Within the past year, nearly half of American teenagers have experienced some type of violence (44%). There is a sense that more teenagers across the country are both committing and falling victim to violent crime.
Scripps News profiled a teenager in Chicago who is bucking the trend.
How is this person keeping their life on track even as crime swirls around them?
As the summer approaches, a season known for its spike in violence in Chicago and many other cities, young people are fighting back against violence with fire and baseball bats.
Deaunata Holman says the first time he tried glassblowing, he was nervous.
"I didn't know what I was doing! And it was so hot too. I'm a clumsy type of guy," said Holman.
Holman started with Firebird Community Arts more than 10 years ago, after he was shot.
"Before I got shot, I was not caring, bruh. I ain't care about nothing — where I was at, who I was talking to," said Holman.
Firebird Community Arts works with students who have been injured by gun violence. The program combines counseling, mentorship, and glass blowing to help teens work through trauma.
Karen Reyes has been executive director here for 11 years.
"It both attracts young people, because young people are attracted to risk and danger. It's exciting, sort of releases that adrenaline. But it also forms like a mandate to keep each other safe," said Reyes.
Dr. Brad Stolbach co-founded Firebird, originally known as Project Fire, back in 2014.
"Even just watching people make stuff out of class, you get totally drawn in. It's mesmerizing," said Stolbach. "And one of the key parts of recovery from trauma is helping people be in the present."
And while the Firebird program deals with people directly impacted by gun violence, you don't have to be injured to feel the effects of community violence.
"Our kids are dealing with this, whether they're street involved or not... If you live in a neighborhood where there's a realistic expectation that somebody is going to get killed or that you could get hurt, you know, that affects your day-to-day, everything that you do every day, that's in the background," said Stolbach.
SEE MORE: Study shows teen girls are engulfed by 'sadness, violence and trauma'
After a turbulent two years of increased violence across the country, the number of homicides is moving in the right direction. In Chicago, shootings and murders are down to their lowest levels since 2019.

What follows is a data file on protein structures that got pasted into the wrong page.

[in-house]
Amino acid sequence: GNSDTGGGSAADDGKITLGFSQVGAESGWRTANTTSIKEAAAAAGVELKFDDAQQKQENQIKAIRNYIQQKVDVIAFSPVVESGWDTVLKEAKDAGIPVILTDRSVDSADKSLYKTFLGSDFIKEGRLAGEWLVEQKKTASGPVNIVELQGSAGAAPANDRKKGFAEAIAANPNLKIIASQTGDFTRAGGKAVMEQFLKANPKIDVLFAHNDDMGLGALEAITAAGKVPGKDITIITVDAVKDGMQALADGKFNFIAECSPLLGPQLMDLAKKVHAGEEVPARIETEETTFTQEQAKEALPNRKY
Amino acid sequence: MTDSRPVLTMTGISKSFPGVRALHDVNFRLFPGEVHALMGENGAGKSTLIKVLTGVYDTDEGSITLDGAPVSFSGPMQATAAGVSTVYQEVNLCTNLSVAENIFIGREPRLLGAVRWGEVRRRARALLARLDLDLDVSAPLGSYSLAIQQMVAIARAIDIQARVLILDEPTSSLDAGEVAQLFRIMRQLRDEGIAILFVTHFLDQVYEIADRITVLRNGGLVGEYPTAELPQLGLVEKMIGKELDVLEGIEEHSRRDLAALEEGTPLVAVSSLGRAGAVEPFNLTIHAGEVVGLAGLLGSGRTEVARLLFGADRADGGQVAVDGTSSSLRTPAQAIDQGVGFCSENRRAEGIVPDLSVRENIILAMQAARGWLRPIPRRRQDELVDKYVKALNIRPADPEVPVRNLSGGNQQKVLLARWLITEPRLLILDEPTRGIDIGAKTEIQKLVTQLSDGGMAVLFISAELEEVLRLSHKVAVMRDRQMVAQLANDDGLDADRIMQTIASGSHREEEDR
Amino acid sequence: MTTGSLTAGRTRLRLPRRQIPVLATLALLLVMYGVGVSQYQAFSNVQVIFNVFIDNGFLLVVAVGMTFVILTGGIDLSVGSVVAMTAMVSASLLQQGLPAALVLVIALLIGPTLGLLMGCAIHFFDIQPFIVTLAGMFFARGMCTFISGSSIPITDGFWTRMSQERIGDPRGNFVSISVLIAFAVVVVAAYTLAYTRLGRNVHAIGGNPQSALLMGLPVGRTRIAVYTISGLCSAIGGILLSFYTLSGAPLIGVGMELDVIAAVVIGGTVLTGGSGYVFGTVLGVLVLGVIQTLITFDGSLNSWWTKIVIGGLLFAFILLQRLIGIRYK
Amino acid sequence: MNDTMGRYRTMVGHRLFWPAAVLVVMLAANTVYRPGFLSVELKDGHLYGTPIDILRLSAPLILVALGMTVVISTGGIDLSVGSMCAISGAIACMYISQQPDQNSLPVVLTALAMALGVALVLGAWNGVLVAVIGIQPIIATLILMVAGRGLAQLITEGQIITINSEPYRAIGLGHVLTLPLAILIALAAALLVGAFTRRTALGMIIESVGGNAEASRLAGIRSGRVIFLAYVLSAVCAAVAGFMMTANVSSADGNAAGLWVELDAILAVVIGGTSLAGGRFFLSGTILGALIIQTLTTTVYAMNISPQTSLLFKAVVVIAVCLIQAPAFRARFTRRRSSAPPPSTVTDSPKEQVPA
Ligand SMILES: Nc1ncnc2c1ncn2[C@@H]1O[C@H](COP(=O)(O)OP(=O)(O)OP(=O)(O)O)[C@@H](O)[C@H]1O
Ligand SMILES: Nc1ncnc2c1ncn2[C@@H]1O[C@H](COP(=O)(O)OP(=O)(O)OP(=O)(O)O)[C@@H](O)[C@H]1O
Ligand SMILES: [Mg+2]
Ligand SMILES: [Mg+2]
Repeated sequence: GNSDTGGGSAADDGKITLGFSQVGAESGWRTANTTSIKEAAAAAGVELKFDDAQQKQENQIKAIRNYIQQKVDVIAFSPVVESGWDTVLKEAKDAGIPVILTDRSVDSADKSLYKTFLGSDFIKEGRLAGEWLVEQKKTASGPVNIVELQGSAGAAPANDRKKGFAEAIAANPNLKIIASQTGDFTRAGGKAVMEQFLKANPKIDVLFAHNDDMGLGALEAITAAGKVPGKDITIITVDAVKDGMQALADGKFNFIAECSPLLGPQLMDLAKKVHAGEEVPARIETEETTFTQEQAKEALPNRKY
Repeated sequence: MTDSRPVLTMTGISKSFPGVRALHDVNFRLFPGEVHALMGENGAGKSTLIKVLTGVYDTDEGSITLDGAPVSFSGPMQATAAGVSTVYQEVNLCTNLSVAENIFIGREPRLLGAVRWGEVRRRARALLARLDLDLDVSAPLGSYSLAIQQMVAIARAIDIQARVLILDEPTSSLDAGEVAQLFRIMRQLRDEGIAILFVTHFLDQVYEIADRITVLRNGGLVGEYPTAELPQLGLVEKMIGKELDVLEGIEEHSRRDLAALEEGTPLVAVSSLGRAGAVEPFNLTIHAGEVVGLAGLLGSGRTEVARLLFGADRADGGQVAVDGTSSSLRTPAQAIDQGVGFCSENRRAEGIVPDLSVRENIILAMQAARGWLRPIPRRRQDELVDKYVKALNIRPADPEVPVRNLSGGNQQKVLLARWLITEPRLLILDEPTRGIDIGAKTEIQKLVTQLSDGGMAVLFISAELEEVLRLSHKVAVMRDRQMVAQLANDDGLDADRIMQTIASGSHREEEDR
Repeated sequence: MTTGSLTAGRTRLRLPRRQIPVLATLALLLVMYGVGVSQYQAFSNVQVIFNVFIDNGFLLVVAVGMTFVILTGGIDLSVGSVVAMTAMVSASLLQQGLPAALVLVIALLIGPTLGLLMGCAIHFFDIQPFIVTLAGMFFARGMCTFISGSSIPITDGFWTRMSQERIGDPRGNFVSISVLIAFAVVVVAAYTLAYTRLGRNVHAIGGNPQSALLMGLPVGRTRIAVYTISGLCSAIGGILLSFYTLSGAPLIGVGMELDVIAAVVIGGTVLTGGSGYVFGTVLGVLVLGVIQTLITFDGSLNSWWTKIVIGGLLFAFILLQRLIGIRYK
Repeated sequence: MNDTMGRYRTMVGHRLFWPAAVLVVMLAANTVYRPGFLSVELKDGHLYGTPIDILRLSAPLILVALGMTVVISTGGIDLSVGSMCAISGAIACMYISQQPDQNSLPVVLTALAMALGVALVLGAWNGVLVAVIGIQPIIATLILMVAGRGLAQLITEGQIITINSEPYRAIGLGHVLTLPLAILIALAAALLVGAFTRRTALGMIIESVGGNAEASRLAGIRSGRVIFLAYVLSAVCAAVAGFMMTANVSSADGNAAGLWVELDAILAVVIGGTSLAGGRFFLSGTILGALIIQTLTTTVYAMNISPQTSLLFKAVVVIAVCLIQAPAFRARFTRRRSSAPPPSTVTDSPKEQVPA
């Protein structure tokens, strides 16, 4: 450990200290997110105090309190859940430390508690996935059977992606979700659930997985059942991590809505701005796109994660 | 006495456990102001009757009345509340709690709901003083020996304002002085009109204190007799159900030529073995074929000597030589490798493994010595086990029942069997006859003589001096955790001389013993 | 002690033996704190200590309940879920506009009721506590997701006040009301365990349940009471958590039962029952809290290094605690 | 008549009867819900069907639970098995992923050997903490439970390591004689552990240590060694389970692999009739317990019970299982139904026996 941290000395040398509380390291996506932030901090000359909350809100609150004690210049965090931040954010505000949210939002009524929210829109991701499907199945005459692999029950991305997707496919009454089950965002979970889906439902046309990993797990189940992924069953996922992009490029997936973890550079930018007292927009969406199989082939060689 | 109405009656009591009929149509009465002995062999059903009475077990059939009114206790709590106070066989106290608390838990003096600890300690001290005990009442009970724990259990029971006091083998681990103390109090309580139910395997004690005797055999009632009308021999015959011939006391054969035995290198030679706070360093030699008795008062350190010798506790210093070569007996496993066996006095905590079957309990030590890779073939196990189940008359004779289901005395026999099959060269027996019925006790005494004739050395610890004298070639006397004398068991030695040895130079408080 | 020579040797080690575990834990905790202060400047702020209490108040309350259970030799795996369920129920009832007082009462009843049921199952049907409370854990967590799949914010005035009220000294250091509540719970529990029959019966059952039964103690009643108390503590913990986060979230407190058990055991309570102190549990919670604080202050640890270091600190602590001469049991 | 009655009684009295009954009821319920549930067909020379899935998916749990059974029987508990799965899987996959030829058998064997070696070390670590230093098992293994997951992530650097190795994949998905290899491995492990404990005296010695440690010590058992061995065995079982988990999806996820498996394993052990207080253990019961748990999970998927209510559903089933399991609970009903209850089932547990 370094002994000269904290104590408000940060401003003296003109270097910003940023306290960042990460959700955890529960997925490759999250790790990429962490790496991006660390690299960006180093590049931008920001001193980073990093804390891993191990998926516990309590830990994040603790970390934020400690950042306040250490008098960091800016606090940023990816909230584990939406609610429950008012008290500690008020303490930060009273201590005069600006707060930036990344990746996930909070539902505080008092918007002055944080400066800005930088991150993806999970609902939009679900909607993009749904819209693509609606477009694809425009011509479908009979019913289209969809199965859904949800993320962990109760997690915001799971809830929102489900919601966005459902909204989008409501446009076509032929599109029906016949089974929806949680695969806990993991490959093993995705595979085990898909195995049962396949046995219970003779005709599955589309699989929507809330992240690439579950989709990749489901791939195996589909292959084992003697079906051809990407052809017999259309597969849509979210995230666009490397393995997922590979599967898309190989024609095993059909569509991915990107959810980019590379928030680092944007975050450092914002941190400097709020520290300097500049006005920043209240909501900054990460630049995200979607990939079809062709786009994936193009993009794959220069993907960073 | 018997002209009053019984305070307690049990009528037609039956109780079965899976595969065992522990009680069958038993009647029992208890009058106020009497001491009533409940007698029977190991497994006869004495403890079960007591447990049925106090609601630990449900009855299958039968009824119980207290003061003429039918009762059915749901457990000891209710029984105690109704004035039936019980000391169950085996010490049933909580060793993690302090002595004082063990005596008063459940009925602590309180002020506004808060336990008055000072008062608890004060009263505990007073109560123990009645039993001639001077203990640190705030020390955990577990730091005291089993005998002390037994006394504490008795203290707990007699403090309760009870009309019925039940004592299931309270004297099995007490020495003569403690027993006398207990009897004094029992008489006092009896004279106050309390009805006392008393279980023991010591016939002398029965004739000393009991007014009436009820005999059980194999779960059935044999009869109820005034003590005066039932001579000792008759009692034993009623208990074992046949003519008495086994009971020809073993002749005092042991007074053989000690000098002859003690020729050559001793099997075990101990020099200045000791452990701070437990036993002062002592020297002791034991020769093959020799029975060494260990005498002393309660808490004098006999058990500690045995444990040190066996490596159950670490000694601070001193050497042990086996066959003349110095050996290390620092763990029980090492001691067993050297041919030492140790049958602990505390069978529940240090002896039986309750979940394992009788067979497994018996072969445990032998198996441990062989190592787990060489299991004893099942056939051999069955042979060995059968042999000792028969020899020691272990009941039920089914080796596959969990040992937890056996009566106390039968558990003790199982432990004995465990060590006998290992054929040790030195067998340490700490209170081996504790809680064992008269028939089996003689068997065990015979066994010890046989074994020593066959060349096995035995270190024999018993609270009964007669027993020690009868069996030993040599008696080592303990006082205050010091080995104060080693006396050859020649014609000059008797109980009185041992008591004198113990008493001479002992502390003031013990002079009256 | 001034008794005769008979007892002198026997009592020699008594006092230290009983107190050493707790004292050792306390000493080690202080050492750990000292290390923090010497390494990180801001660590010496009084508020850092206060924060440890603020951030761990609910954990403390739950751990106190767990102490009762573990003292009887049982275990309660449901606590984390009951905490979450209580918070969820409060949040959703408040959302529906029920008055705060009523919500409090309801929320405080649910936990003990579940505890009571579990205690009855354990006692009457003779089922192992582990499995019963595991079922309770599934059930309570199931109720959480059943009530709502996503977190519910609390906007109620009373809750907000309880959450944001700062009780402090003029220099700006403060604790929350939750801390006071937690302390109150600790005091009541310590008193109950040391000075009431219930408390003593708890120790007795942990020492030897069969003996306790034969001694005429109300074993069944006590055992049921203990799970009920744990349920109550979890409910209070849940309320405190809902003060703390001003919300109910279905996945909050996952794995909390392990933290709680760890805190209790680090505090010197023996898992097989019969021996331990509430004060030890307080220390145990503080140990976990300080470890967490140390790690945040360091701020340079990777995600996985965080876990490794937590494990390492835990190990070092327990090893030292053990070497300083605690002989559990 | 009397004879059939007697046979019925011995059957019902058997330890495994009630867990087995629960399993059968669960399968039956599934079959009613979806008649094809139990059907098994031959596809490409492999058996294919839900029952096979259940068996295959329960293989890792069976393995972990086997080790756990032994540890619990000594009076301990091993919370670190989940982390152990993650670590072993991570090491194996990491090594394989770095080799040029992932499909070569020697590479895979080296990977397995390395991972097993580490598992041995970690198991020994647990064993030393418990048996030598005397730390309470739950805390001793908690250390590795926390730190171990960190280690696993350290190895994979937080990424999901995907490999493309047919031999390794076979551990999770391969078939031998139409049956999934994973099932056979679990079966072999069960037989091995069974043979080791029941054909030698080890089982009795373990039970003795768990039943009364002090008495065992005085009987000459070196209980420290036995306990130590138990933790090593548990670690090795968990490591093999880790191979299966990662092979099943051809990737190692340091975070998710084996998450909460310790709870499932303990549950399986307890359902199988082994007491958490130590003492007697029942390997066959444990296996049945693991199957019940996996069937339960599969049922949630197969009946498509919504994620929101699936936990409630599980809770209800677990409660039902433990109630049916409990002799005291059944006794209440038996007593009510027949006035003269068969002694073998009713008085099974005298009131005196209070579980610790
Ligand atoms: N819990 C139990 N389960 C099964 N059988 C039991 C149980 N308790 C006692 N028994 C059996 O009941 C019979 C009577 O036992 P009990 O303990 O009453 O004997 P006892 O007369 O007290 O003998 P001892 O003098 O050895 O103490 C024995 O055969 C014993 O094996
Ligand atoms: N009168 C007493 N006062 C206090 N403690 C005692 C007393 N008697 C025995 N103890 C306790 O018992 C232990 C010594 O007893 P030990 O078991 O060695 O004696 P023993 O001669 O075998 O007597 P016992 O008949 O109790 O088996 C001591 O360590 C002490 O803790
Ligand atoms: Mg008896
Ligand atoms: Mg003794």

Still, guns are the leading cause of death for children and teens nationwide — more than car crashes and cancer. Within the past year, nearly half of American teenagers say they have personally experienced violence.
Across the city, on the South Side of Chicago, Lavonte Stewart is hoping to grab kids before it's too late.
"It starts taking a toll. It starts adding up. I should be collecting baseball cards, not obituaries, and each of these young people meant something to me personally," said Stewart.
Stewart's organization, Lost Boyz, works to prevent youth violence through sports.
Lost Boyz hosts its own baseball leagues with boys’ and girls’ teams while providing mentorship and therapy to its participants.
"It's amazing; I can't even find the right word to describe what it's like having the right coaches and mentors around that are walking them through it, sticking with them, encouraging them, showing them, and then they start seeing their own progress and development. And they're like, I did that?" said Stewart.
Stewart says sports serve as the gateway to everything else that is healthy and positive.
"They're receptive because of the sport, and they're connected with the coach; now they're developing a bond, so now they trust the coach... I trust you to tell me about the political structures that exist in my community. I trust you to educate me on my emotions and how I learn to regulate them, and teach me exercises," said Stewart.
As the Firebird and Lost Boyz programs have expanded, former participants often stick around and become full-time employees.
"Probably 50% of the current staff are program alumni," said Stewart.
Creating a pipeline to not only grow the programs but also impact more kids.
"I'm excited to figure out who's going to take over after me. And I think it needs to be somebody who has some more lived experience. Like, the folks that we serve," said Reyes.
Holman, now a staffer at Firebird, says creating art offered him a joy he never had on the streets, and he wants to pass that along to the kids coming behind him.
"That's my success story right there for me, like I realized just the joy like seeing something come out [of the fire], and the reality is when you in them streets, not a lot of people come out. I’m just winning right now," said Holman.
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